Minister with unaccredited Doctorate

Discussion in 'General Distance Learning Discussions' started by potpourri, Feb 13, 2015.

  1. potpourri

    potpourri New Member

    I came across a minister who has excellent credentials as far as schools from Associates to Masters degrees all from regionally accredited or nationally accredited schools but one of their Bachelor's degrees is from a non-accredited school by Louisiana Baptist University. I have heard mixed reviews about the school.

    However, they have a Doctor of Ministry degree from an unaccredited school. I asked them why they didn't get an accredited degree and they stated that it as due to cost and that they felt that they had received a good education and had to do much work for it. The school that they graduated from is Trinity College of the Bible. The minister uses the D.Min after his name and also is called "Doctor." I don't know anything about this school but reading from Wikipedia it looks as though they tried accreditation but failed and then tried to have some connections with schools in the UK and that was stopped.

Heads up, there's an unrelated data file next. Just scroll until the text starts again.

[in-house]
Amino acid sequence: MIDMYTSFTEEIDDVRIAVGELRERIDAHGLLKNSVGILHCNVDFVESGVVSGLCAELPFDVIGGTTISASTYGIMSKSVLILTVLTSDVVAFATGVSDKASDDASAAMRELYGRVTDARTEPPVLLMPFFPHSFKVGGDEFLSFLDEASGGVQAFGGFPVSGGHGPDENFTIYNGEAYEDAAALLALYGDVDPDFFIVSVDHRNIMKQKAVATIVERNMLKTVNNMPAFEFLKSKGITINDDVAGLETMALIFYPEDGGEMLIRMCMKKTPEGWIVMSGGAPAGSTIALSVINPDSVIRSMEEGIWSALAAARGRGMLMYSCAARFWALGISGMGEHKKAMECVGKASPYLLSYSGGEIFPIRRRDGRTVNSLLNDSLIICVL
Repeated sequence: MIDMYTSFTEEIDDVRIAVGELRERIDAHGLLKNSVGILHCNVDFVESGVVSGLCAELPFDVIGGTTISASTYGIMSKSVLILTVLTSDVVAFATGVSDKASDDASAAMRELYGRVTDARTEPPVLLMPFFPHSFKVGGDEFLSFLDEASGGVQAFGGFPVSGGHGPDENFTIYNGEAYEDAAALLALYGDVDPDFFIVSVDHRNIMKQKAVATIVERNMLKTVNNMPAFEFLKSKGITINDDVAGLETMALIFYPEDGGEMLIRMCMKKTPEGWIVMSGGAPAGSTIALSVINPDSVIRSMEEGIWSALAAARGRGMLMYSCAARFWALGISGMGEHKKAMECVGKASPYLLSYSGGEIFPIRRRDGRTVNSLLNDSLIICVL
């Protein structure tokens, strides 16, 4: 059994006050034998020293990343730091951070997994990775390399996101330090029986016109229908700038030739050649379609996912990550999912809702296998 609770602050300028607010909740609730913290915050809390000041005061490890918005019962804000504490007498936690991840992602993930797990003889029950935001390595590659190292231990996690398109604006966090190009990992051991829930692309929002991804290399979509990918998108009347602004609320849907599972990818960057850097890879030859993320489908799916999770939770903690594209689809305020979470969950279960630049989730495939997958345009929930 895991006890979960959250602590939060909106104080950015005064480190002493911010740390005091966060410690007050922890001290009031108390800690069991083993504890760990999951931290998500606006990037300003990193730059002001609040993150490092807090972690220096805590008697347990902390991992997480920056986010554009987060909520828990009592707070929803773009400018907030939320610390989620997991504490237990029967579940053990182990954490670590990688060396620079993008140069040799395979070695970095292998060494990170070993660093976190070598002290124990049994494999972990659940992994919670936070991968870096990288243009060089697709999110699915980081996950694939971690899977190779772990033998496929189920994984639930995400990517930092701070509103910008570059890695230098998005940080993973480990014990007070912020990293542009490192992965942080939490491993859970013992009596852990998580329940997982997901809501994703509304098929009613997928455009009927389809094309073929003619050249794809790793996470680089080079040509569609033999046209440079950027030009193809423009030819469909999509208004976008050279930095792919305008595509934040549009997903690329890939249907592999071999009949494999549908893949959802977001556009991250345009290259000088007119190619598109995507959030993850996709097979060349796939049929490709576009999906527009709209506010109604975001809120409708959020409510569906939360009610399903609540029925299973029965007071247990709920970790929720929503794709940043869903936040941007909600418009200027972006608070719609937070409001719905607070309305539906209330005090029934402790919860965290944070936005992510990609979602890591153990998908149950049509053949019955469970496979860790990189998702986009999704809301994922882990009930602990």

Is it legal for ministers to use the title of "Doctor" from an unaccredited school and it seems like there is much debate about the role of separation of church and state and religious entities.
  2. dclawman

    dclawman New Member

    There are a lot of pastors who hold unaccredited doctorates. James White is an elder and holds his PhD from Columbia Evangelical Seminary. I believe R.C. Sproul holds his PhD from Whitefield Theological Seminary.